Weapon System is a United States military term that designated, along with a weapon system number (e.g., WS-110), military experimental (MX)[1] weapons prior to official naming (e.g., under a military aircraft designation system. Preceded by the first Skunk Works program (MX-813 for the Convair XF-92 in 1946),[2]:76 the earliest[verification needed] "WS" designation was the 1954 WS-117L.[3]:22 Circa February 1950, an Air Research and Development Command "study prepared by Maj Gen Gordon P. Saville ... recommended that a 'systems approach' to new weapons be adopted [whereby] development of a weapon "system" required development of support equipment as well as the actual hardware itself."[2]:166

The Convair F-102 Delta Dagger in November 1949 was decided by the USAF to be built around a fire-control system[4]--"the real beginning of the weapon system approach [and the] aircraft would be integrated into the weapon system "as a whole from the beginning, so the characteristics of each component were compatible with the others.".[5]

US weapon programs often were initiated by numbered government specifications such as an Advanced Development Objective (e.g., ADO-40) or a General Operational Requirement (e.g., GOR.80), although some programs were initially identified by contractor numbers (e.g., CL-282).1

List of numbered programs for US military systems
Number Link to Wikipage
Project 3[6]:67 TCP for technical intelligence collection systems
Program 101, 102 (GOR-170)[2] Samos (satellite)
WS-104A SM-64 Navaho
WS-107A SM-65 Atlas
WS-110 XB-70 Valkyrie
WS-117L (GOR.80)[6]:80–87 Advanced Reconnaissance System (originally Project 1115);[3]:30 recoverable capsule - Pied Piper/Sentry/SAMOS; television transmission - unfeasible;:87 Subsystem G: MiDAS
WS-119B (USAF 7795)[6]:139 Bold Orion ASAT
WS-119L Project Moby Dick (originally Project Genetrix)[3]:31–32
Article 121 Lockheed A-12
WS-124A Project Flying Cloud[7]
WS-125 (B-72)
WS-133A (Program 494L) LGM-30 Minuteman
GOR 148 AGM-28 Hound Dog
WS-199 Anti-satellite weapon
WS-199B Bold Orion
WS-199C High Virgo
WS-199D Alpha Draco
WS-201A 1954 interceptor
NA-211 interceptor design similar to fighter-bomber design that would become North American F-107
NA-212 North American F-107
WS-224A Phase I: BMEWS, Phase II: Wizard missile system[8]
CL-282[6]:71 Lockheed U-2
WS-306A Republic F-105 Thunderchief (misidentified as WS-3061)
WS315A PGM-17 Thor missile[9]
MX-324 Northrop XP-79
WS-324A General Dynamics F-111
CL-400[6]:149 Lockheed CL-400 Suntan
Program 437 (ADO-40)[3]:120 "nonorbital collision course satellite interceptor" using modified Thor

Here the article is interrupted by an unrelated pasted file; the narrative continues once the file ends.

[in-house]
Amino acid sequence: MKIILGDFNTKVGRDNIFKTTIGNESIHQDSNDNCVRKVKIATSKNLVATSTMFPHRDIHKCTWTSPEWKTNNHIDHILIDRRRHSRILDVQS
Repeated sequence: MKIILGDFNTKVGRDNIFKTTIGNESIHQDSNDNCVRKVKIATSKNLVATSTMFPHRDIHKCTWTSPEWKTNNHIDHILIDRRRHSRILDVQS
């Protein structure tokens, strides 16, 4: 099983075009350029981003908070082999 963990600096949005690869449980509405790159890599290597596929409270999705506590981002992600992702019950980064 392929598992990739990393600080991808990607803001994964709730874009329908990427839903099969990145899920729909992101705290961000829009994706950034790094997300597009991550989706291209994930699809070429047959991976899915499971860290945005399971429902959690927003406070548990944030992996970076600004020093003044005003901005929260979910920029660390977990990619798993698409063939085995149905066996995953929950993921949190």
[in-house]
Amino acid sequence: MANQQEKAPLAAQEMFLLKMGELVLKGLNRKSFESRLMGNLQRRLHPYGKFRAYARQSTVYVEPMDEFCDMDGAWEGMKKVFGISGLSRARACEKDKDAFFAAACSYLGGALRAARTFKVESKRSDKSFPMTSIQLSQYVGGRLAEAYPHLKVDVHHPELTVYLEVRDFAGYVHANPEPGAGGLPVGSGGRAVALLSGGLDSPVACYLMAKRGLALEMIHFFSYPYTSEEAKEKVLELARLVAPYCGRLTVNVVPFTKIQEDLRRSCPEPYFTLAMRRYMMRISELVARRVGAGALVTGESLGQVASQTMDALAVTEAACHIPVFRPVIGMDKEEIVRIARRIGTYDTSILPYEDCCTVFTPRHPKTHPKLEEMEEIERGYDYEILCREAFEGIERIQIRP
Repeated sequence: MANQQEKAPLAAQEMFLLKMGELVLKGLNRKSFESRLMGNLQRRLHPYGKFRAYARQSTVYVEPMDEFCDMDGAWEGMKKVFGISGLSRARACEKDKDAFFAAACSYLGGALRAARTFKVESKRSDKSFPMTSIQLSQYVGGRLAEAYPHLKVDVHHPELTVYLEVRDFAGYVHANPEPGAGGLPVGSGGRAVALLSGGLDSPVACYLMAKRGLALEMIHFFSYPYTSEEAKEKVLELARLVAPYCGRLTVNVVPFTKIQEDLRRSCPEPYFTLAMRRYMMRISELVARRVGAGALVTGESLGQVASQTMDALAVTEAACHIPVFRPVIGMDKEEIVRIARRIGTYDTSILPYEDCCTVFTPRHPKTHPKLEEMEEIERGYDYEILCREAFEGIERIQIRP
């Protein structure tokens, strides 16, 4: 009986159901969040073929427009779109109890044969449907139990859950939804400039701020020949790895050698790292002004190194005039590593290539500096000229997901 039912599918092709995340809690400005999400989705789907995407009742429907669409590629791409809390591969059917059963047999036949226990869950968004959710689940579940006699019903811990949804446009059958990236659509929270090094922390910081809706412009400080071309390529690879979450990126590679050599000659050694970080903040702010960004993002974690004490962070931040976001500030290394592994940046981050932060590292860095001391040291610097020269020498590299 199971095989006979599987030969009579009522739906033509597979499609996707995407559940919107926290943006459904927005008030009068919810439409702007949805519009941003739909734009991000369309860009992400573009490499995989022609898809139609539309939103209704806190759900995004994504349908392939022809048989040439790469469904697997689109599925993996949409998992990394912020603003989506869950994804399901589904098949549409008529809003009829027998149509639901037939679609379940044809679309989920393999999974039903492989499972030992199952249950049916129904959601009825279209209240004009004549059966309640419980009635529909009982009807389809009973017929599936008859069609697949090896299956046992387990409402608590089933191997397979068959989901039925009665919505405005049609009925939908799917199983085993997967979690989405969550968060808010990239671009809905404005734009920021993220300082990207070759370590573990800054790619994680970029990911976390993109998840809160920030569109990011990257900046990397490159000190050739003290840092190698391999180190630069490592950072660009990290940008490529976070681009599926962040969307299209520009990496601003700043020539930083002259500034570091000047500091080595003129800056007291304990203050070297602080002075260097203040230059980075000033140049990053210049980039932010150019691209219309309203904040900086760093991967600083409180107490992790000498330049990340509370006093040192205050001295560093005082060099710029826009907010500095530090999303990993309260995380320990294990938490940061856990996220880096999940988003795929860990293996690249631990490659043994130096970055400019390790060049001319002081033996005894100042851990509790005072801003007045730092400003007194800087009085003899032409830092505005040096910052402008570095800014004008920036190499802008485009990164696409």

Program 437 X (AP) Alternate payload (AP) for satellite inspection ("a heritage of SAINT")[3]:125
Program 437 Y[3]:128 second development plan for Program 437 (later renamed Program 922)
Program 505[3]:118 MUDFLAP ASAT
MX-544[10] US copy of V-1 flying bomb (Republic-Ford JB-2 "Loon")
D-558 Douglas Skystreak, Skyrocket
Project 572 Distant Early Warning Line
MX-606 cruise missile precursor to Bomarc
Air Force System 609A Blue Scout
Air Force System 621B[11] GPS
DSP-647[6]:99 Defense Support Program
MX-653[3] Bell X-1
MX-770 SM-64 Navaho
MX-771 Navy tactical cruise missile superseded by MX-773
MX-773 SSM-N-8 Regulus
MX-774 feasibility designs for subsonic and supersonic surface-to-surface missiles (three WSPG launches July–December 1948)[12] leading to SM-65 Atlas
MX-776A RTV-A-4 Shrike
MX-813 Convair XF-92
Program 893[3]:128 ICBM ASAT
MX-904 GAR-1 Falcon missile
Program 922[3]:129 rename of Program 437 Y
System 1393 Western Electric RCDC for the Improved Nike Hercules Air Defense Guided Missile System
Project MX-1554 1954 Interceptor (Convair's proposed airframe was used for an interim interceptor—F-102A; as well as the 1954 interceptor-- F-102B; Republic's proposed design was used for the separate F-103 project.)
MX-1589 nuclear-powered Convair B-36
MX-1626 (FZP-110) initial Convair proposal for eventual Convair B-58 Hustler award
MX-1712 Boeing Generalized Bomber Study (GEBO II) proposal]] (competitor against winning Convair MX-1712 design for B-58 Hustler)
MX-1599 CIM-10 Bomarc
MX-1964 Convair B-58 Hustler (previously MX-1626)
MX-1965 Boeing XB-59


^1 When a government program number is not available, a contractor number (if available) is used in the table, e.g., Lockheed CL-282 for the U-2.

  1. ^ http://www.acronymfinder.com/Military-and-Government/MX.html
  2. ^ a b Daso, Dik (Major, USAF) (September 1997). Architects of American Air Supremacy: General Hap Arnold and Dr Theodore von Kármán. Air University Press. pp. 76,166. 
  3. ^ a b c d e f g h i Stares, Paul B. "The Militarization of Space". Retrieved 2008-11-24. 
  4. ^ Donald 2003, pp. 68–69
  5. ^ Grant Historical Study No. 126 p. 53
  6. ^ a b c d e f Burroughs, William E. (1988) [1986]. Deep Black (paperback ed.). New York: Berkley Publishing Group. ISBN 0-425-10879-1. 
  7. ^ Parsch, Andreas (21 March 2006). "WS-124A Flying Cloud". Directory of U.S. Military Rockets and Missiles, Appendix 4: Undesignated Vehicles. Designation-Systems. Retrieved 2017-12-10. 
  8. ^ Cite NORAD Historical Summary 1958 January–June, p. 106
  9. ^ "Correspondence: Weapon System" (Flighglobal/Archive). Flight. 6 February 1959. Retrieved 2011-09-13. 
  10. ^ Cooksley, Peter G (1979). Flying Bomb. New York: Charles Scribner’s Sons. p. 141. 
  11. ^ Preston, Bob (1994). "Plowshares and Power: The Military Use of Civil Space". p. 250. 
  12. ^ Braun, Wernher von; Ordway III, Frederick I; Dooling, David Jr (1985) [1975]. Space Travel: A History. New York: Harper & Row. p. 132. ISBN 0-06-181898-4.